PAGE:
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Kidney Week

Abstract: PO0126

Cryoglobulinemia in the Setting of COVID-19 AKI

Session Information

Category: Coronavirus (COVID-19)

  • 000 Coronavirus (COVID-19)

Authors

  • Ward, Emily Louise, University of Louisville, Louisville, Kentucky, United States
  • Garg, Gunjan, University of Louisville, Louisville, Kentucky, United States
Introduction

COVID19 is due to SARS-CoV-2 a single stranded RNA virus with respiratory and epithelial cell targets. As COVID19 has reached pandemic proportions, complicating AKI is common. Pathogenesis is varied and multifactorial but acute tubular injury is most common. Glomerular pathology is possible but not well defined.

Case Description

66YOM with HTN, Stage III CKD, & COVID19 hypoxemic respiratory failure complicated by AKI & nephritic syndrome. Cr peaked at 5mg/dL. He required CRRT for volume overload & acidosis. Labs showed low C3 & type I cryoglobulinemia. IgGλ monoclonal protein on SPEP. Extensive cryoglobulinemic GN on renal bx with IgGλ immunofluorescence. Negative Congo red stain. Microtubular deposits indicative of cryoglobulins on EM.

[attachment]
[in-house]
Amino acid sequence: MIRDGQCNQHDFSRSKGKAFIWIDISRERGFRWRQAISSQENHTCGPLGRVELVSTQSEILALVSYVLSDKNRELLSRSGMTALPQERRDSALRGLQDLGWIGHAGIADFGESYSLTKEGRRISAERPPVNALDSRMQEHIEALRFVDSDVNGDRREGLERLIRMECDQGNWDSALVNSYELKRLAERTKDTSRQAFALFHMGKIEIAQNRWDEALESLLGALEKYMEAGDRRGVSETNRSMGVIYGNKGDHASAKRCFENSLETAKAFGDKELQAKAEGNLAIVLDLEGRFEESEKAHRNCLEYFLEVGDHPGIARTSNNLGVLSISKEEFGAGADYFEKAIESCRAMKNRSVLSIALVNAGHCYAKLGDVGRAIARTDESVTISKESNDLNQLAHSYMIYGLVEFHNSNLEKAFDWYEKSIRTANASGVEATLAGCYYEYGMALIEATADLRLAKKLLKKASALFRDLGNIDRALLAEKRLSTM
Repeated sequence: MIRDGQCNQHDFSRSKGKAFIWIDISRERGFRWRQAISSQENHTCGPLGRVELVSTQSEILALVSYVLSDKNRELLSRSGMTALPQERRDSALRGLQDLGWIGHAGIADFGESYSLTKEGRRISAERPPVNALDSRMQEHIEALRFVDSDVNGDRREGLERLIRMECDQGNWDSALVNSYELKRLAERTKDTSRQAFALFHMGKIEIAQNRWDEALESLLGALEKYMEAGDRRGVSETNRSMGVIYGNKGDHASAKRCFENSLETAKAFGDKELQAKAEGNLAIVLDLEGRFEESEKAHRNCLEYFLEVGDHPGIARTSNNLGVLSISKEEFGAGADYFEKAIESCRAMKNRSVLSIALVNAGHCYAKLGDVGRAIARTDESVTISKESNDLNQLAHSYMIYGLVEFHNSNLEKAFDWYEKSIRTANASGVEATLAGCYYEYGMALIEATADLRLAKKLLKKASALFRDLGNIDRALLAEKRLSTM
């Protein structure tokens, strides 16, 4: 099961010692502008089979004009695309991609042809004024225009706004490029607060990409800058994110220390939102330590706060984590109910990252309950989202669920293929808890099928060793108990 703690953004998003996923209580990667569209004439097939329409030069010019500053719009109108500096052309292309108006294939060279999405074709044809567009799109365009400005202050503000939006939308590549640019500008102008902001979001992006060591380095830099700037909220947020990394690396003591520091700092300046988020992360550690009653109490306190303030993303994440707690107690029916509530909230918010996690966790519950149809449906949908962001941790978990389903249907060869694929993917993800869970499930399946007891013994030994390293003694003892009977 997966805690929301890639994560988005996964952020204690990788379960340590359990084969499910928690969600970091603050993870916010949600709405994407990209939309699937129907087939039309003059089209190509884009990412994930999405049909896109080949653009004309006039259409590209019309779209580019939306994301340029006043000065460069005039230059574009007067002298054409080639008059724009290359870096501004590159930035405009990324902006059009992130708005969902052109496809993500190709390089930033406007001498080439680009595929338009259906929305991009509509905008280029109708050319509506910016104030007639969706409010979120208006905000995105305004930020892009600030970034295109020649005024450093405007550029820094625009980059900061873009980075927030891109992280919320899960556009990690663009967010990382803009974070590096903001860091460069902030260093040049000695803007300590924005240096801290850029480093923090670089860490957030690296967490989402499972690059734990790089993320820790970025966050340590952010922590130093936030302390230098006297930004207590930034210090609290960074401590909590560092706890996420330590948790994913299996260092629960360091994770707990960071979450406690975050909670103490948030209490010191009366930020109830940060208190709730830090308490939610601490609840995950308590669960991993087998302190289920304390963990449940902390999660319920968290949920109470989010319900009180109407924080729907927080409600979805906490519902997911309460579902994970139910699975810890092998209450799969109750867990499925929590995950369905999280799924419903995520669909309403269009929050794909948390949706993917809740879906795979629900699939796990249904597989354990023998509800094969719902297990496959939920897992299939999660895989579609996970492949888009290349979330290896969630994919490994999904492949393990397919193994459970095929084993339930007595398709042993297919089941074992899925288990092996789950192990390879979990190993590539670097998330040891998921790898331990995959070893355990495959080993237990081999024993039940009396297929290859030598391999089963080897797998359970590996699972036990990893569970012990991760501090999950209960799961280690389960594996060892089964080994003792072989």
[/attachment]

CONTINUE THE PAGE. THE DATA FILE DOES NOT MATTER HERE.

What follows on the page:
He received pulsed solumedrol then 5 sessions of PLEX. Renal recovery with good urine output, dialysis discontinued. Cr down to 2.2mg/dL post PLEX.

Discussion

Cryoglobulinemia is due to cold immunoglobulin precipitation. Type I is associated with malignancy or hematologic disease and Types II & III have infectious triggers. Our patient had Type I IgGλ cryoglobulinemia without evidence of malignancy. BM bx had 10% abnormal plasma cells, perhaps due to plasma cell dyscrasia of cryoglobulinemia.

A prior case series reported COVID19 incident MGUS. Patients had monoclonal IgGλ or IgGκ but no mentioned renal injury. They hypothesized gammopathy due to immune hyperactivation. Expounding, our patient's renal manifestations fit a Hemophagocytic Lymphohistiocytosis pattern so we hypothesize they are due to COVID19 associated hyperinflammation and cytokine release.

Our case illustrates the benefit of biopsy to identify additional treatment options and the reality that timely biopsy can't always be safely obtained. In COVID19 patients respiratory or hematologic status can make biopsy unsafe which may limit defining associated glomerular pathology.